It’s Remembrance Sunday this week, so what we usually do is to put an aircraft up and wait until we hear the cannon. Not having a Spitfire or Hurricane (or Tempest), I had to resort to flying a Taylorcraft.
The weather was perfect, with lots of sun, no wind and not at all cold. I had one flight with my RS352, then the Taylorcraft, followed by a Hobby King Bixler (EasyStar clone). The Bixler had an issue with its flaps not being connected to anything, causing them to flap around on their own. After the owner had flown it, he asked me to have a fly to see if I thought it was behaving oddly. Not surprisingly, the free flaps were causing it to fly in a rather erratic fashion. It was flyable, but you had to constantly correct it. Also, he didn’t tell me until afterwards, but he had the rudder trim and aileron trim on opposite sticks. I had been feeding in right aileron during the flight, which was actually right rudder. I can honestly say that I’ve never seen that type of setup before and can’t think why on earth you would do it. He said that the idea was to be able to trim it without taking your hands off the sticks, but it’s just confusing. I also did a dive test to determine the centre of gravity, which turned out to be round about neutral. It didn’t quite tuck under in the dive, but it sure wasn’t stable, so we suggested adding nose ballast until he’s comfortable with the flying characteristics. Thinking back, I did fly one of these a few months ago which was very tail heavy and was a real handful to fly. It must just be down to the kits. As for the flaps, I suggested he put the hinges in and glue them so they can’t move. There are cutouts and horn positions if you want to add flaps, but apparently no instructions or obvious way of fixing them if you don’t.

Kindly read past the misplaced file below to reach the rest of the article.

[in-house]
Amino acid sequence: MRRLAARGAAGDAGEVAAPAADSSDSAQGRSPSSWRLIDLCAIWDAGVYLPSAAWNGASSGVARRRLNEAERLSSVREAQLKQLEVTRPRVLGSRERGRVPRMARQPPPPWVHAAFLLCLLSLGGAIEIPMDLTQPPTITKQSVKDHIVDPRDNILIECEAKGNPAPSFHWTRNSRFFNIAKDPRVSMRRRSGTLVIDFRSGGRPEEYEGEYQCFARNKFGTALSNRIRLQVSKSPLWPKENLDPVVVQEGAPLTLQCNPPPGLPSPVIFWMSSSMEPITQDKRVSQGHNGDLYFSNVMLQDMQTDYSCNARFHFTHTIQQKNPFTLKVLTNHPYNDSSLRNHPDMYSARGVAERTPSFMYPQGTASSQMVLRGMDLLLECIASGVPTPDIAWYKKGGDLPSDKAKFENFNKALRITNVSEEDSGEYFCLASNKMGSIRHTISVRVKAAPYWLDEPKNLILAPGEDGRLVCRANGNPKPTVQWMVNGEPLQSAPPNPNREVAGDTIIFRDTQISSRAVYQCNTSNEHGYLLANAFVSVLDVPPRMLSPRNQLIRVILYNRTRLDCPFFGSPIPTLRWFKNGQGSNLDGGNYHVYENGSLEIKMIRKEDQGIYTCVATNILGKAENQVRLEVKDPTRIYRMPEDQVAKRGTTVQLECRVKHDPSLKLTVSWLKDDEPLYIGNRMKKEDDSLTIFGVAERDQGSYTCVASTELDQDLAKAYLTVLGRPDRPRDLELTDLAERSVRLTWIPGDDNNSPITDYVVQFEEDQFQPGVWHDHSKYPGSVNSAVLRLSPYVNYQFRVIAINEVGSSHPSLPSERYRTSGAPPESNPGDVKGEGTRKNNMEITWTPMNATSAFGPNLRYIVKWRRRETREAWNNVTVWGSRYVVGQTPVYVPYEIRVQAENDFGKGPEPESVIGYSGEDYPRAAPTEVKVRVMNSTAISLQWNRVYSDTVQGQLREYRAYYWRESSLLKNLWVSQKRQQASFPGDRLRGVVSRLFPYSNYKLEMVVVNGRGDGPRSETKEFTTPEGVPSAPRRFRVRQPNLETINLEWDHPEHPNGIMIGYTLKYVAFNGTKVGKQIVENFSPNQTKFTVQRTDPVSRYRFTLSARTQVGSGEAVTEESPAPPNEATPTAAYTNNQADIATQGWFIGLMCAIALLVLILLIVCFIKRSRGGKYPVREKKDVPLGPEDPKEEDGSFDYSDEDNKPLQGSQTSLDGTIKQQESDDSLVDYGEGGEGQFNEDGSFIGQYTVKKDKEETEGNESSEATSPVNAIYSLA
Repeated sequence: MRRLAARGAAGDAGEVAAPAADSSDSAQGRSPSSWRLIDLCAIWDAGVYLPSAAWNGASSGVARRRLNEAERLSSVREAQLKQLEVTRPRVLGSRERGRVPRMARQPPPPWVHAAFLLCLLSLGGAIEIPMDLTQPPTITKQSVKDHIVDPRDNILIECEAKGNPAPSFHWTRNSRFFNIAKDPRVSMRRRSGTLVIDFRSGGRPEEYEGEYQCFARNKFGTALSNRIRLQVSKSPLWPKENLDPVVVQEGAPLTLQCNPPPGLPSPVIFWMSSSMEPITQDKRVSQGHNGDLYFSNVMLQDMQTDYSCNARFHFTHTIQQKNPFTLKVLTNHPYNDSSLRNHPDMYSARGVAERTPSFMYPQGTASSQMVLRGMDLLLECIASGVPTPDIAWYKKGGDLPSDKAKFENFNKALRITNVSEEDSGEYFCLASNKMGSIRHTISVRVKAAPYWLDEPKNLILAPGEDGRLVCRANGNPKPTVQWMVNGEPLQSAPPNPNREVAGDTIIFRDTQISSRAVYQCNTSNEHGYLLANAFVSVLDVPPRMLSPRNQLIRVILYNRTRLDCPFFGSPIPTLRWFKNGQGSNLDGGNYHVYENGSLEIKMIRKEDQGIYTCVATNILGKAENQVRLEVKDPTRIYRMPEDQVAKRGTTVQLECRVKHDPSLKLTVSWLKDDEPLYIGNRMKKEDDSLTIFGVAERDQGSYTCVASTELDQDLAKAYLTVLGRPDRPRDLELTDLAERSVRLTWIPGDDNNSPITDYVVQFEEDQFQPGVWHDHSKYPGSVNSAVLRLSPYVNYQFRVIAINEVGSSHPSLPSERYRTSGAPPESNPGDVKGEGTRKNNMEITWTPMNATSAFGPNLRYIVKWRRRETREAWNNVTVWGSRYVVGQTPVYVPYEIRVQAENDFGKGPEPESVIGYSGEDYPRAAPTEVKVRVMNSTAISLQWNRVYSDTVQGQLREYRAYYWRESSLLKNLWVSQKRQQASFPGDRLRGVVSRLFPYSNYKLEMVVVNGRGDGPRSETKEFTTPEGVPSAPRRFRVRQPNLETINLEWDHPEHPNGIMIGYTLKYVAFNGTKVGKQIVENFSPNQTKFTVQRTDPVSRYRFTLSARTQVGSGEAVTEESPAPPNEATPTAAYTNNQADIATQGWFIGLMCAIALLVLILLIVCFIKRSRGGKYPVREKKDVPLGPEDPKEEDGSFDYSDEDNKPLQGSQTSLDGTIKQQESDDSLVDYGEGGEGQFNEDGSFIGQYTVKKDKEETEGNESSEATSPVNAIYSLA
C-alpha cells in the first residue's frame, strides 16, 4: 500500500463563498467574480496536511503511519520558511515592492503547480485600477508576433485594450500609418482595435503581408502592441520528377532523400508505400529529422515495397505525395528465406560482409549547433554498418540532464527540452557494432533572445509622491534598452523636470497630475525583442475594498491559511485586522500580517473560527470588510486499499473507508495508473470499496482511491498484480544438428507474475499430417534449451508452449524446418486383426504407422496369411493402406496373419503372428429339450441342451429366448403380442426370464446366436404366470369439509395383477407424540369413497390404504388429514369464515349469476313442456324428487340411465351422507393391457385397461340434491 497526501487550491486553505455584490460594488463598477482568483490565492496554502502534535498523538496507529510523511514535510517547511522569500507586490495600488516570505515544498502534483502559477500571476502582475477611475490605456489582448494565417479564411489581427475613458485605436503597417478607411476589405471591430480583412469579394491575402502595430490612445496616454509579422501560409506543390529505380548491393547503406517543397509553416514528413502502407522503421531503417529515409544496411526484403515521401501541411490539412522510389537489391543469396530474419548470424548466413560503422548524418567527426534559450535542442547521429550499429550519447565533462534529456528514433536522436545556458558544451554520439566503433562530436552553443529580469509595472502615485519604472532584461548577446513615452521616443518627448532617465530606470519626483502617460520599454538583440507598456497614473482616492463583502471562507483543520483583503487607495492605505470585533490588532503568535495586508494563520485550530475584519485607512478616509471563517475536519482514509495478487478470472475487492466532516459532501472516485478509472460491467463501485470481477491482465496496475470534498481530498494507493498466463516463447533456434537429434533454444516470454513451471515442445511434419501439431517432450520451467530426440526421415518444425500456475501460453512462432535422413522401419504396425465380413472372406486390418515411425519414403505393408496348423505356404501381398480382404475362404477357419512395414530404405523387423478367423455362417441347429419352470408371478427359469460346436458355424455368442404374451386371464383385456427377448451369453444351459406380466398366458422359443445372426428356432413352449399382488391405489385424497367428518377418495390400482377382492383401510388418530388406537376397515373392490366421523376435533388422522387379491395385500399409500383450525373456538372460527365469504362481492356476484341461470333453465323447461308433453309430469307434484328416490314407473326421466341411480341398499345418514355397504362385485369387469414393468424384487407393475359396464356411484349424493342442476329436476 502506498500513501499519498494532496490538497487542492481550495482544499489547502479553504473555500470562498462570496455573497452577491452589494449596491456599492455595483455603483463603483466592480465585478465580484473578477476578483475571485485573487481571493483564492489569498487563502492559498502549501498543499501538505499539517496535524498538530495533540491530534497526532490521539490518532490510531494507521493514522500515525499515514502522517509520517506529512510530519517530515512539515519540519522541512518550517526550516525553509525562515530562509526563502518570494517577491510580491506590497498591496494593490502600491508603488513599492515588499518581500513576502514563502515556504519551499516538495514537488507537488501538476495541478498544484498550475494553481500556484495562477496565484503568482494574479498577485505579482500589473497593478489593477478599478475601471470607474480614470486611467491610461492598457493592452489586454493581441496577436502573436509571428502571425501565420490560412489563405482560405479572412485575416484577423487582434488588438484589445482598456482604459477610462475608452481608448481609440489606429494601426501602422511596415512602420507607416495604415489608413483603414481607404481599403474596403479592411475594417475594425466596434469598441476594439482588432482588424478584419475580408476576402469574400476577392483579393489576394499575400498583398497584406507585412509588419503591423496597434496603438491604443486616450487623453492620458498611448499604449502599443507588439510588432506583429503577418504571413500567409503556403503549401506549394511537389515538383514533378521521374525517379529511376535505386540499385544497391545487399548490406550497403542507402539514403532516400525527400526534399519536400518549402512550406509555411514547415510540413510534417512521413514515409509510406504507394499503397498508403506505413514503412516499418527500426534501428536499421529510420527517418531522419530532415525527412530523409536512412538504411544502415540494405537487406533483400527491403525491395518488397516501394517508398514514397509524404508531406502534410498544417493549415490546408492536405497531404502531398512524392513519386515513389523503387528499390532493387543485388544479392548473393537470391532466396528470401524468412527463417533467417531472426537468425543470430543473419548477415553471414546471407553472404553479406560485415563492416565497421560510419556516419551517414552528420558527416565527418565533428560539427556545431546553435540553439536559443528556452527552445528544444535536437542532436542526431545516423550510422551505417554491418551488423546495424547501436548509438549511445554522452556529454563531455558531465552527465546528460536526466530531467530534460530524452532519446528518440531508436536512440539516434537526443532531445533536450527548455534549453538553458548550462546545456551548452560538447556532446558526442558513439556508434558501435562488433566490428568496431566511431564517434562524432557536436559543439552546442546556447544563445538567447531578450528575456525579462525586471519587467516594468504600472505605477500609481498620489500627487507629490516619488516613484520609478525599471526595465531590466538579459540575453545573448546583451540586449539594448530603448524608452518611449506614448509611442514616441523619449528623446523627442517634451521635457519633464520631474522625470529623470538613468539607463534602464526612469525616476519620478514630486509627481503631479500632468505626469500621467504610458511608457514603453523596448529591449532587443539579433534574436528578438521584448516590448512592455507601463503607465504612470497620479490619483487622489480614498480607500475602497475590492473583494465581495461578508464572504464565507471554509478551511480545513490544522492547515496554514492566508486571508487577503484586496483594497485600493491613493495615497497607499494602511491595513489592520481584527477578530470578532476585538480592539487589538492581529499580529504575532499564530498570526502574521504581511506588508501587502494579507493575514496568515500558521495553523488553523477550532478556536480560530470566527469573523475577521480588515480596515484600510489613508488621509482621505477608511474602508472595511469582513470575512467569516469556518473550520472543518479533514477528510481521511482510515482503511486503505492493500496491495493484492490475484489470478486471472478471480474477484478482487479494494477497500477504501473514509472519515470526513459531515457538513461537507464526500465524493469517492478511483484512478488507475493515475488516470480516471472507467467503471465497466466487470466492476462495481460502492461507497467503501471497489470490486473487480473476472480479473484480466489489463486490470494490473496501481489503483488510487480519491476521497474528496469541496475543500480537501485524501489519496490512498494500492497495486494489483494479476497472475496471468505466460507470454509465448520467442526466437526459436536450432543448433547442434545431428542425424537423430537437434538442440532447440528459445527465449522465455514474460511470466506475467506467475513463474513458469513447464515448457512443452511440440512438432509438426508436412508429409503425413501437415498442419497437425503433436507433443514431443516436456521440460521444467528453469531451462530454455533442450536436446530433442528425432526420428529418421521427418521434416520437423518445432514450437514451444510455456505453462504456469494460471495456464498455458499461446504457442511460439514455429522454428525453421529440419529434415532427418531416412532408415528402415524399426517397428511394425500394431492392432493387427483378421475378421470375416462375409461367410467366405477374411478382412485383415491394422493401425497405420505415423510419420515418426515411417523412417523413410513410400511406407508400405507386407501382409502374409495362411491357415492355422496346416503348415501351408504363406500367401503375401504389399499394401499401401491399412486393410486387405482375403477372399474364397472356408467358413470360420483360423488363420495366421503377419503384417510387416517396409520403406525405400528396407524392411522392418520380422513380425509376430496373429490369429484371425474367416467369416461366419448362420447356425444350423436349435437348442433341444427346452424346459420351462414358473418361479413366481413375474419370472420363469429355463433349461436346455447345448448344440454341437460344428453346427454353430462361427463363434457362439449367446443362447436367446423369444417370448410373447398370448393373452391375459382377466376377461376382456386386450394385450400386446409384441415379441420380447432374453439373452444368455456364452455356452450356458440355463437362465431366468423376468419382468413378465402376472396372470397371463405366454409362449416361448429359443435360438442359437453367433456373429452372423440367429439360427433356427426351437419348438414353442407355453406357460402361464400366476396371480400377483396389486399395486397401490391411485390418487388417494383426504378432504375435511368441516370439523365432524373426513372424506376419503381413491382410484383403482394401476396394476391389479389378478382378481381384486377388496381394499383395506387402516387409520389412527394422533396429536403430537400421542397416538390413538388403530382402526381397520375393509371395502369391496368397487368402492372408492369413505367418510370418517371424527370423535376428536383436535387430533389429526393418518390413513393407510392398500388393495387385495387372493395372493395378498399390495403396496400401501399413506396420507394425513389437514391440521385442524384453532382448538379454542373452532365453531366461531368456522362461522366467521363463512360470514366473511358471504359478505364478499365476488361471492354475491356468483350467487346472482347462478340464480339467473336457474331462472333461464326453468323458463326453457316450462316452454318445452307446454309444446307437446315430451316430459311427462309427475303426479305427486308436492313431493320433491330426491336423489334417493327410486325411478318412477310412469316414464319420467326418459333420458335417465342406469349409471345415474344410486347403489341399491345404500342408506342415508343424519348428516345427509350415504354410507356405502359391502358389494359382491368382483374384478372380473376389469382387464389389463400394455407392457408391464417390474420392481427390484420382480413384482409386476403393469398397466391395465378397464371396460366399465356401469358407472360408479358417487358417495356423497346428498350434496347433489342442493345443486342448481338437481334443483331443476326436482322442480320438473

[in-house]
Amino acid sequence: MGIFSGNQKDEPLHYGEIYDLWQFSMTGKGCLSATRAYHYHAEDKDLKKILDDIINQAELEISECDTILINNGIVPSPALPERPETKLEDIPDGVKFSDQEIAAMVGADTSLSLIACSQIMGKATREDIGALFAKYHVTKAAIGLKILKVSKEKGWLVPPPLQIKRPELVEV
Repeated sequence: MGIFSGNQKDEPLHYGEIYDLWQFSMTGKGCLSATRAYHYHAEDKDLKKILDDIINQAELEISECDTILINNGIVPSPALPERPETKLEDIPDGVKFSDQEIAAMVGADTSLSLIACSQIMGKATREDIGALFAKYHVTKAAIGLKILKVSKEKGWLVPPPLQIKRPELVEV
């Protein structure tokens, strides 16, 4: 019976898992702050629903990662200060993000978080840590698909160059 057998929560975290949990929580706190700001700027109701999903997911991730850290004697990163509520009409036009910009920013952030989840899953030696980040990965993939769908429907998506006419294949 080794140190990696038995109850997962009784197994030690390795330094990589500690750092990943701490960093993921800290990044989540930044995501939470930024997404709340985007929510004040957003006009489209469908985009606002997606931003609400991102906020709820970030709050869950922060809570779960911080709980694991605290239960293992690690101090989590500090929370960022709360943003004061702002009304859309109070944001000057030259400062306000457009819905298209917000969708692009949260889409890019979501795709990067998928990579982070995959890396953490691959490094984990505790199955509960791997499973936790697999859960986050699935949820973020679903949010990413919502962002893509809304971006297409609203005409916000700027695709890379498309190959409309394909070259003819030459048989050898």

After that I had three more flights with the RS352. In between all of this, there was a guy with a drone filming a keep fit group. He was interesting to talk to as he’s just got his permission for aerial work. Talking to him, he said it was really easy to get and just required a lot of paperwork and a flight test. Near the end of the morning a family turned up with a white Piper Cub (see picture). The older kid was actually quite good at flying it, but it’s the little one launching that got me. The picture shows him having just thrown it into the sky.
We also had the EFlite advance and, just as I was leaving, another guy turned up with a flying wing. I only saw it flying from a distance, but, given the small holdall it came out of and the FPV kit, it may well have been a Bormatec Ninox?
I’m back to building micro drones now, when I really want to be finishing the AutoGyro. You can see the parts I’ve just had delivered above. I’ve got two sets of F3 EVO Brushed flight controllers and the generic FrSky receiver that the Eachine QX90 drone uses. I’ve also got four sets of our modified HubSan quads with 3D printed frames repaired and ready. This is for the “Drones Masterclass” that we’re running at the end of the month. The parts above are intended for an FPV micro drone that we’re going to try running a 3D reconstruction from.
Here’s an example I captured of the ATOM autogyro:
Here’s a link in case the 123d Catch embedding doesn’t work: [ATOM Autogyro]
Hopefully there’s going to be more on this project later.